Bush still backs tax cut in coming year
Published: Wednesday, January 1, 2003 at 6:01 a.m.
Last Modified: Wednesday, January 1, 2003 at 12:55 a.m.
TALLAHASSEE - This New Year's Day may be the last time that thousands of Florida investors and businesses are forced to pay the state's 72-year-old tax on investments.
Despite a looming budget crunch in the coming year, the state of Florida still plans to hand out a $130 million tax cut to as many as 335,000 individual and married investors and more than 96,000 businesses.
State legislators in the spring of 2001 agreed to slash the number of investors who must pay the state's intangibles tax charged on stocks and bonds. But in November 2001 legislators decided to delay the timing of the tax cut to help erase a $1.3 billion state budget deficit.
When legislators return this spring to Tallahassee they will confront yet another tough budget year, but Gov. Jeb Bush says he is opposed to delaying the tax cut any longer.
''I think everybody ought to recognize it was deferred for a year to get us through the dramatic temporary drop in revenues,'' Bush said. ''But this is good policy when you consider the fact that this is a raising of the exemptions. These are small savers. These are people whose life savings have been hurt by the stock market. And it makes all the sense in the world to give them a break.''
Bush's opposition is significant since the governor could veto any effort by lawmakers to push back the timing of the tax cut that officially takes effect on Jan. 1, 2004.
Legislators who come to Tallahassee in March must pass a state budget that covers state spending from July 1 of this year to June 30, 2004. But unless lawmakers decide to cut existing programs in health care or education, they will have just $21 million extra to cover growth in public school enrollment and programs such as Medicaid.
Legislators likely will be forced to either cut state spending, raise taxes or raid state reserves in order to balance the 2003 budget. Lawmakers also could raise more money by allowing dog tracks and horse tracks to expand their gambling operations. It could be hard politically for legislators to explain why they cut money for the elderly or the poor while handing out a tax cut for investors.
Senate President Jim King, R-Jacksonville, has not mentioned the intangibles tax cut specifically, but he already stated he is willing to look at any way to solve the budget crunch.
"I don't think the Senate is saying we need new taxes," King said last month. "We are going to prepare ourselves for the alternatives. We're going to look at everything. We're not going to say no automatically.''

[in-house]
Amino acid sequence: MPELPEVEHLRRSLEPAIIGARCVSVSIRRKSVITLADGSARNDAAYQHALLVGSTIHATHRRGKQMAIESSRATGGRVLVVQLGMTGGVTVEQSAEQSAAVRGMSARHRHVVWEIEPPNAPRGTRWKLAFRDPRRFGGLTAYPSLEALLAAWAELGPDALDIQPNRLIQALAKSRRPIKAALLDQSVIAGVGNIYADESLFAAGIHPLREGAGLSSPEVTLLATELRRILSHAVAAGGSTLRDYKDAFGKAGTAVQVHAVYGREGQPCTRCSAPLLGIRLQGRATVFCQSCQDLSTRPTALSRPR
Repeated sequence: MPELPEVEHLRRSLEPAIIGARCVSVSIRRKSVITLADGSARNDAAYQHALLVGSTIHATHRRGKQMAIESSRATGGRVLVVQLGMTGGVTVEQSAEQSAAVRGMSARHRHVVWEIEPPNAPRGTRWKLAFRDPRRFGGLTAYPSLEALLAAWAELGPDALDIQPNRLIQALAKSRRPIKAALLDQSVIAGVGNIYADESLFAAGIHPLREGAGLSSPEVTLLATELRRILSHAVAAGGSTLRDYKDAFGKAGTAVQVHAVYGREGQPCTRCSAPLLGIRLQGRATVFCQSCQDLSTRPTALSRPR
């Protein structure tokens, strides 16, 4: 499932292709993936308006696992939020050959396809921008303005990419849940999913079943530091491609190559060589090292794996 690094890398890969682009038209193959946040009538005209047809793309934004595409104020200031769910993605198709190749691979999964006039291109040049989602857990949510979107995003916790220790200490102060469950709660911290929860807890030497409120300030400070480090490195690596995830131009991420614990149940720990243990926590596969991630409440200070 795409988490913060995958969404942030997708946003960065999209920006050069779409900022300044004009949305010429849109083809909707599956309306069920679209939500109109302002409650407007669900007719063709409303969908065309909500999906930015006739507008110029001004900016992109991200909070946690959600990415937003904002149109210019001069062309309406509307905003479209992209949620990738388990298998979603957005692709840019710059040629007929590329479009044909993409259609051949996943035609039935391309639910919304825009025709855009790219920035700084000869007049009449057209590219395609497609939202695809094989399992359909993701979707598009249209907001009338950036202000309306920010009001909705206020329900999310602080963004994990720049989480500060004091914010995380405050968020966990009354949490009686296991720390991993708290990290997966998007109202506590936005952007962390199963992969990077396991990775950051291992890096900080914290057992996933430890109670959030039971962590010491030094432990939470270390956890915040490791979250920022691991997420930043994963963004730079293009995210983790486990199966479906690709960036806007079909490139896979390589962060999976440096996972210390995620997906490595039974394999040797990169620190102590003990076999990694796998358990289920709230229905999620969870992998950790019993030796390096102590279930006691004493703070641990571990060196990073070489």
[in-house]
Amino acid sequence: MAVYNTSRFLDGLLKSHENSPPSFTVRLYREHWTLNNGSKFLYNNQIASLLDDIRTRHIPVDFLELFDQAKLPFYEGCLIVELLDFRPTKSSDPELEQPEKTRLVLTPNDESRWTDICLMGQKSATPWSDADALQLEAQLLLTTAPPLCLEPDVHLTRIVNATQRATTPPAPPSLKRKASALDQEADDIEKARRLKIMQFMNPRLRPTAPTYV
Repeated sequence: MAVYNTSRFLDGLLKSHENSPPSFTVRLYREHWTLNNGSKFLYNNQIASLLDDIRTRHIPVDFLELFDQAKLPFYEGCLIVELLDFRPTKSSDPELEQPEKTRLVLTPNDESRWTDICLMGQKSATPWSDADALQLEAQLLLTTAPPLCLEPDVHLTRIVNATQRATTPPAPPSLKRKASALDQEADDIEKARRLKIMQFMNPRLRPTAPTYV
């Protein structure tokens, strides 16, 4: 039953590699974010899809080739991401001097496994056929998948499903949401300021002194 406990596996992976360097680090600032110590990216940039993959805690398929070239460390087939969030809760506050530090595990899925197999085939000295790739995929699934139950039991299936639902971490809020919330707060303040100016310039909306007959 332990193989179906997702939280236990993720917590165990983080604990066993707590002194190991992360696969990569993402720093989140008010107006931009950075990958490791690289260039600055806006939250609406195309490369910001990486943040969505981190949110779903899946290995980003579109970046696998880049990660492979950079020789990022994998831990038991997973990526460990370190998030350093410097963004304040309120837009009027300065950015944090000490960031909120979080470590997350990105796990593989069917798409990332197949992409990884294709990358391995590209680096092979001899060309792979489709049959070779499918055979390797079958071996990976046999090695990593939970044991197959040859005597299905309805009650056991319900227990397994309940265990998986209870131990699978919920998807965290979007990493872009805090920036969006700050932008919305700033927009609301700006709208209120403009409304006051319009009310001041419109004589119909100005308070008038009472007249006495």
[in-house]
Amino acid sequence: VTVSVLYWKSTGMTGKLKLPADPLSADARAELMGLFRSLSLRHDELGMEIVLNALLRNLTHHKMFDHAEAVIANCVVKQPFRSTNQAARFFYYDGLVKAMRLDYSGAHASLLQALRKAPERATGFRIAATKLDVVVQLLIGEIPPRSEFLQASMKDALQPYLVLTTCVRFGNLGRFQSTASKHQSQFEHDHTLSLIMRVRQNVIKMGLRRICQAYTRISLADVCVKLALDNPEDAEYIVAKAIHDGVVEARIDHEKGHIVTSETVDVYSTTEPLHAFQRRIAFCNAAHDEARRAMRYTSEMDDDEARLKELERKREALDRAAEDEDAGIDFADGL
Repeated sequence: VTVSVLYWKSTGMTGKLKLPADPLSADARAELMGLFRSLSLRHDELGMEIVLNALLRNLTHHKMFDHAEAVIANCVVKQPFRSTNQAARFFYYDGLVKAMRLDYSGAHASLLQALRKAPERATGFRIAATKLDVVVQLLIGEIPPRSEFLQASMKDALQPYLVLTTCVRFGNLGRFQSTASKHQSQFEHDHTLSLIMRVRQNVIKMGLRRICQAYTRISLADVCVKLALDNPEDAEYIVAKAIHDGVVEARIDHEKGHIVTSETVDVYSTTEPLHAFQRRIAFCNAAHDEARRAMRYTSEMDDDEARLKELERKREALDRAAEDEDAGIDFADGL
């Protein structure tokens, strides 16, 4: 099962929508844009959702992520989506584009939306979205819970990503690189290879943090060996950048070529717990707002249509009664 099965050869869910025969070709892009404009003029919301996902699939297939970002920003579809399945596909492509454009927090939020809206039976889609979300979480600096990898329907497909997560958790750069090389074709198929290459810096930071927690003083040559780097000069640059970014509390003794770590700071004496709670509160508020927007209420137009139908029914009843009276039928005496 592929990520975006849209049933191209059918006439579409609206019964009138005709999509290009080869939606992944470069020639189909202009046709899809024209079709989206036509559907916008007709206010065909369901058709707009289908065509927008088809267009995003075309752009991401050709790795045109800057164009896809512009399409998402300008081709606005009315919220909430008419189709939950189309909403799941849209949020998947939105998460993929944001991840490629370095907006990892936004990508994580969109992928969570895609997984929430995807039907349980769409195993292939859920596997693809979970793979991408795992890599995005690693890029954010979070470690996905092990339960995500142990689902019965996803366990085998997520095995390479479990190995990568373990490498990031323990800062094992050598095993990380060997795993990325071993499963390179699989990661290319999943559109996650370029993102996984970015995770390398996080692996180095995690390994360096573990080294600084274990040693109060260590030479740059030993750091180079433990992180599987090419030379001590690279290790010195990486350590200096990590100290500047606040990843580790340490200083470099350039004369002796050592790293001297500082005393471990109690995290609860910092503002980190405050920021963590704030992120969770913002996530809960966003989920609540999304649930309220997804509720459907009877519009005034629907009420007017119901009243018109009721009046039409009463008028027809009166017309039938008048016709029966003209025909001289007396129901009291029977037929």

Florida first began charging the intangibles tax back in 1931. Viewed initially as a ''soak the rich'' tax, the tax is one of just two state taxes that are aimed primarily at the wealthy.
The GOP-led Legislature and Bush have been on a crusade the past several years to eventually eliminate the tax, saying it unfairly punishes ''seniors and savers'' even though the tax does not apply to retirement investment accounts, U.S. Treasury bonds or bonds from the state of Florida.
Investors and businesses are required to pay $1 for every $1,000 in assets they own on Jan. 1 of each year. The most recent numbers from the Department of Revenue from 1999 showed nearly 700,000 investors or businesses paid the tax.
Those with small portfolios are already exempt from paying the intangibles tax. Currently, the first $20,000 in assets held by an individual or $40,000 held by a couple is exempt from the tax. The state also doesn't require anyone to pay the tax if his or her total bill is less than $60.
So the reality is that individual investors must own $80,000 in stocks and bonds and couples must own $100,000 in assets before they have to pay the intangibles tax. But those exemption levels will rise dramatically if lawmakers do nothing during the 2003 session.
After this year, individuals and businesses with $250,000 or less in assets will no longer have to pay the tax. Couples with $500,000 or less in assets would also be exempted from paying the tax. Department of Revenue estimates show that this would eliminate more than 64 percent of those who currently pay the tax.
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